The are many other specific exceptions in the copyright law, and viewing them as limits on fair use again shows the absurdity of the argument.  There is an exception that allows photographers to take pictures of publicly visible architectural works, even when those works are protected by copyright.  If that exception is taken as the entire expression of the rights of photographers, then they could not argue fair use when taking photographs of other publicly visible copyrighted works, like a piece of public sculpture. That result is absurd, of course, and was implicitly rejected by cases allowing such photography.  There is also an exception that allows public performance of music in the context of religious worship, but its existence does not mean that someone who sings a song in public outside of a worship service would not be able to argue fair use.

It is interesting to note that a consultation on copyright in Ireland, which issued this consultation paper earlier in the year, suggests the value of a fair use provision for the Irish copyright law and makes the point that each of the specific exceptions can actually be seen as examples of fair use (see page 120).  If each specific exception is read as an instantiation of the fair use analysis for a particular situation, the logic of ensuring that fair use always remains an option (as 108(f)(4) tries to do) is particularly clear. (Hat tip to David Hansen for bringing this paper to my attention)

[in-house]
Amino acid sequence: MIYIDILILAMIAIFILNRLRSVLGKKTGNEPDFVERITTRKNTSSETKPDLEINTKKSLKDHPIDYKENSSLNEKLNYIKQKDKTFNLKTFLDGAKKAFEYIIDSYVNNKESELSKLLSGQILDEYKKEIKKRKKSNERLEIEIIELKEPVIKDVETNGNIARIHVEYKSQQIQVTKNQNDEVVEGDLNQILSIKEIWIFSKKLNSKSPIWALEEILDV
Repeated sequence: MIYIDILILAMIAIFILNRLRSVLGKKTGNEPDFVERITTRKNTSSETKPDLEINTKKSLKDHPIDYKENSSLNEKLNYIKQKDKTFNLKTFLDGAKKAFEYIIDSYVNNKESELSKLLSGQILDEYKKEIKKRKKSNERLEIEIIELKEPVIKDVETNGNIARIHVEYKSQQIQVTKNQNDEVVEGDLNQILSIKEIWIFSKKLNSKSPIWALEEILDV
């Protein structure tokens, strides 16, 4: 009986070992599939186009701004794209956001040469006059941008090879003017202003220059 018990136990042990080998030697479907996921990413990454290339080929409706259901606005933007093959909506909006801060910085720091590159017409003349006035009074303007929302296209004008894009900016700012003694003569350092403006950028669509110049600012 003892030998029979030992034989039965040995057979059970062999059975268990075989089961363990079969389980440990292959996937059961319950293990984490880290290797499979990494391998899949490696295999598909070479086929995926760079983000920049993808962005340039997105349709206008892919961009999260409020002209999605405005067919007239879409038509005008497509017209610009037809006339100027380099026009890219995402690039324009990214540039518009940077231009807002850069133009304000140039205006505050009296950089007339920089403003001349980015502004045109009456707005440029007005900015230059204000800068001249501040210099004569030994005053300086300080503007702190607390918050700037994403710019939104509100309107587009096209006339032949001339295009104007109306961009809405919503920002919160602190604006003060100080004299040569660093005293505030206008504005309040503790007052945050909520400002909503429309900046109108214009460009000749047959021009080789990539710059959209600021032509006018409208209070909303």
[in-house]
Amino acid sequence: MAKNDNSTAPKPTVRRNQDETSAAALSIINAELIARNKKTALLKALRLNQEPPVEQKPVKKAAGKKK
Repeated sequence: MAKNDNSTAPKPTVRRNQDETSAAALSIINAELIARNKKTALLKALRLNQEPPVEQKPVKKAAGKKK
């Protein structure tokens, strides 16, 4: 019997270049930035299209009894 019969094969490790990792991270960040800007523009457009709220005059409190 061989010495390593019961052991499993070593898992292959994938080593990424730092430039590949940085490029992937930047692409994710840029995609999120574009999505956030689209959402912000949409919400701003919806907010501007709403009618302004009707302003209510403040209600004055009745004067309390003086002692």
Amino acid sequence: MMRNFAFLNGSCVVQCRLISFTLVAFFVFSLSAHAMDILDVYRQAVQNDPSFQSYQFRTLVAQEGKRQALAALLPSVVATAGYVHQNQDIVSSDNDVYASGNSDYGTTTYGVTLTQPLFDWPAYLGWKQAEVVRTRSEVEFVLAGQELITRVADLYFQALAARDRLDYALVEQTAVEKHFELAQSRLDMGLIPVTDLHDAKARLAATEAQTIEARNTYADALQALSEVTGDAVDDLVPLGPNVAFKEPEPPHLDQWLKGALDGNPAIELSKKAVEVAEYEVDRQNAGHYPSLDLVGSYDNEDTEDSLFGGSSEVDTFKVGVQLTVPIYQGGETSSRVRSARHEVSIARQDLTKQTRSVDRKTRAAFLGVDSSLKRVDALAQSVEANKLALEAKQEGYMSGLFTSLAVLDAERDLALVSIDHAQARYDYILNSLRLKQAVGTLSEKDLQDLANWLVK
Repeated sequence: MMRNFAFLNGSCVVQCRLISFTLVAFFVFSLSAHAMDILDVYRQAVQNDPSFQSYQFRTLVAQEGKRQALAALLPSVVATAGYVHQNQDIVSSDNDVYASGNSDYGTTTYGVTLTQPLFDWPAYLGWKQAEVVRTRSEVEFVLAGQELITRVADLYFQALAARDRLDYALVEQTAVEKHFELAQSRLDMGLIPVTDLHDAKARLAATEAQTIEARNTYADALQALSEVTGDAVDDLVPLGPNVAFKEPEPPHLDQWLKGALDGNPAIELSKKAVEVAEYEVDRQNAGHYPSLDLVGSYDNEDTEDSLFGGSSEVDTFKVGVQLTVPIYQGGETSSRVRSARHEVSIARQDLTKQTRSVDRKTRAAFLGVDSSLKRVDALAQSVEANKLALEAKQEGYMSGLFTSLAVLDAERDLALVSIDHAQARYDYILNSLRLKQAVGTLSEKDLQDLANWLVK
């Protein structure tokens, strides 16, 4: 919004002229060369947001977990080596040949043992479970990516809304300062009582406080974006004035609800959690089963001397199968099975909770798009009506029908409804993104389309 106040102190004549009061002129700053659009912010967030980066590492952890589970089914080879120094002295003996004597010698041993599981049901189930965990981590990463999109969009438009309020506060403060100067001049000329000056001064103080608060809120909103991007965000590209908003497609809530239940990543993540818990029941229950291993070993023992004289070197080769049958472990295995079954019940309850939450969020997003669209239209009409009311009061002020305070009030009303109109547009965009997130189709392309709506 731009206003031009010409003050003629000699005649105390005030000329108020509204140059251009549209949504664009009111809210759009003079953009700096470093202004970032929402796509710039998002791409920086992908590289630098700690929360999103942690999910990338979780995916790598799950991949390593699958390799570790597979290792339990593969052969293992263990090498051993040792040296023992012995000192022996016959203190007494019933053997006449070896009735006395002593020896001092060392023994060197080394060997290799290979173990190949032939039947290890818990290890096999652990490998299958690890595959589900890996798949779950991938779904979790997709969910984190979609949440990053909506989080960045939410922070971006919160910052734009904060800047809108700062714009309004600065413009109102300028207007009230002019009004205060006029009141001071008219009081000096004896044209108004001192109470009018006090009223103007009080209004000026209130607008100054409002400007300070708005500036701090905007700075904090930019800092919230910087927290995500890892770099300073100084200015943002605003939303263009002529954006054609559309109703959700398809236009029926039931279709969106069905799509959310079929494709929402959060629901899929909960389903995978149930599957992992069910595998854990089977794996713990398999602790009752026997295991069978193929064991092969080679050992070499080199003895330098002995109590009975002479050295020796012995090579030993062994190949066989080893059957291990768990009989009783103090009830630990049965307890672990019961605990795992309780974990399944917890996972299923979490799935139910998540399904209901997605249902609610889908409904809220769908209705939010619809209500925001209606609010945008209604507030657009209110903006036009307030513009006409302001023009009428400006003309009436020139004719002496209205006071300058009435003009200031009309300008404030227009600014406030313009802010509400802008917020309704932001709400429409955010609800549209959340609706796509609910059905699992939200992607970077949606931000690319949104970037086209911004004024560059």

One more potential absurdity – If libraries have no fair use rights, would it automatically be infringement for a library to capture and print a single still image from a film for a student to include in a paper?  Section 108 excludes film from all but its preservation sections, so making a copy for a patron from a film would not be permitted under the 108 subsections on copying for users.  Yet this activity would seem like an obvious fair use if anyone else did it.  Why, we should ask, would libraries (and their users) be penalized simply for being libraries?

One of the difficulties here is that fair use is sometimes equated to “fair dealing” or “fair practice” in international copyright law.  Those terms tend to be blanket concepts that incorporate but do not expand upon the specific exceptions within each national law.  Fair use is different.  It is a separate and free standing exception within the US scheme. We need to remember that the US law was not written within the context of international copyright harmonization and does not conform, in any number of ways, to the usual pattern of copyright in other countries. That fair use is a separate exception and not simply a blanket term or gap filler is proved, I think, by the specific reference inside section 108 to fair use as an alternative option for libraries.  It is also a fact recognized and pointed out by the Irish paper on copyright linked above, which suggests that fair use can be seen as “a doctrine that defines the ambit of copyrightability and thus not an infringement at all.”  As a boundary definition on the exclusive rights and the basic analysis underlying all of the specific copyright exceptions, fair use would, again, always be an appropriate defense that courts should never rule out as a potential argument.